End of the Road for Lambuth U.
Lambuth University, a Methodist institution in western Tennessee, will end operations in June. The university, founded in 1843, has struggled financially for several years and lost its accreditation last year.
Also this week, Paul Quinn College, a Christian, historically black college in Texas that looked endangered when it lost its accreditation, announced that it has a new accreditor -- a huge milestone in Paul Quinn's efforts to rebound from financial problems.
The Struggle at Lambuth
Lambuth has for a long time operated without wealth, but the extent of its financial problems first became public in the summer of 2008, when the university called off planned raises and three vice presidents resigned. At that time, the college's enrollment was about 750, and officials said that they would need it to grow to 1,000 for the college to survive economically.
In the months that followed, however, the university slid further, with payroll not always being made on time, and student numbers continuing to dwindle, to roughly 400 today. The university at various times talked about alliances with for-profit entities that might create and market distance education programs, but those programs didn't take off.
Then last year the Southern Association of Colleges and Schools revoked Lambuth's accreditation. It is impossible for most colleges -- especially those with finances similar to Lambuth's -- to function without accreditation, because students can receive federal financial aid only if they are enrolled at accredited institutions. Lambuth has been able to hold on to accreditation pending a likely legal battle. But the college was still running out of money.
The board issued a statement in which it said that the decision to close was based on "the current financial situation of the university," and that officials would work to help current students graduate or find places to transfer.
While Lambuth will soon cease to exist, officials said that they hoped that the university's campus could become part of another university -- and that Jackson, Tenn., would thus not lose its local university. The Commercial Appeal of Memphis reported that the University of Memphis, a public institution, reached out to Lambuth's board this week about ways Memphis might use the Lambuth campus to offer programs in the area. The Jackson Sun reported that the Lambuth board is in discussions with Memphis and two other colleges about turning over the campus.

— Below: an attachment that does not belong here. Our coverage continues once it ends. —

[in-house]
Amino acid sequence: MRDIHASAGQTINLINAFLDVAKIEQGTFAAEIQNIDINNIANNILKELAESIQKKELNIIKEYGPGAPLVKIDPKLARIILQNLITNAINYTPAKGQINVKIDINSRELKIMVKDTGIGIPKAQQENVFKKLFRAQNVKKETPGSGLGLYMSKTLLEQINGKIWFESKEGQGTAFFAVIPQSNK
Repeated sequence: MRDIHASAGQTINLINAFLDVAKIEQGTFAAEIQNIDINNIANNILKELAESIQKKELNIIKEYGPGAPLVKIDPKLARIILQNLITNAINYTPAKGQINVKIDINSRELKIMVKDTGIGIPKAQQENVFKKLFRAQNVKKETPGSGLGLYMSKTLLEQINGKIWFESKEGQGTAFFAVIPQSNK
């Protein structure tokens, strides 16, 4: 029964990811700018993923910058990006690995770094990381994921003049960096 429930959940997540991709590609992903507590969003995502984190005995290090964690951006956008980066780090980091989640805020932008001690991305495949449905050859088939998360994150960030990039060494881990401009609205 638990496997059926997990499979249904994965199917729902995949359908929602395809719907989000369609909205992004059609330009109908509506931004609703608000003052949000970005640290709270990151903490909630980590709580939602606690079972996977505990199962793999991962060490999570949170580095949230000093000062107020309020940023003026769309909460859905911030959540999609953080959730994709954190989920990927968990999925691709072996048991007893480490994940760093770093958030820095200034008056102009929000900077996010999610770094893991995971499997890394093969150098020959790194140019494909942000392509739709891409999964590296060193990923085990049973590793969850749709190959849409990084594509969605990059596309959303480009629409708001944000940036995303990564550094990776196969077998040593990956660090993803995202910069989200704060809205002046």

Paul Quinn Survives
While Lambuth's supporters received bad news this week, those who are devoted to Paul Quinn College are celebrating.
SACS revoked Paul Quinn's accreditation in 2009, and the college has ever since been appealing and taking its case to court -- preserving its accreditation pending the outcomes of those efforts. But at the same time, Paul Quinn started the process of seeking recognition from another accreditor and this week announced that it had received accreditation from the Transnational Association of Christian Colleges and Schools.
Michael Sorrell, Paul Quinn's president, has been credited (even by SACS officials) with significantly improving the college's financial strength (even if SACS didn't believe he had gone far enough). Sorrell rallied alumni and other supporters to raise money for the college as it tried to find a way to stay accredited. Sorrell's message on Twitter after the news that the college had found a new accreditor: "Quinnite Nation- Stop and smile today. You've earned it. Love, Prez."
For those who love Lambuth, Thursday's messages were quite different. Wrote one alumna on the university's Facebook page: "My heart is breaking. What a wonderful, special place. I can't believe that it will no longer be."
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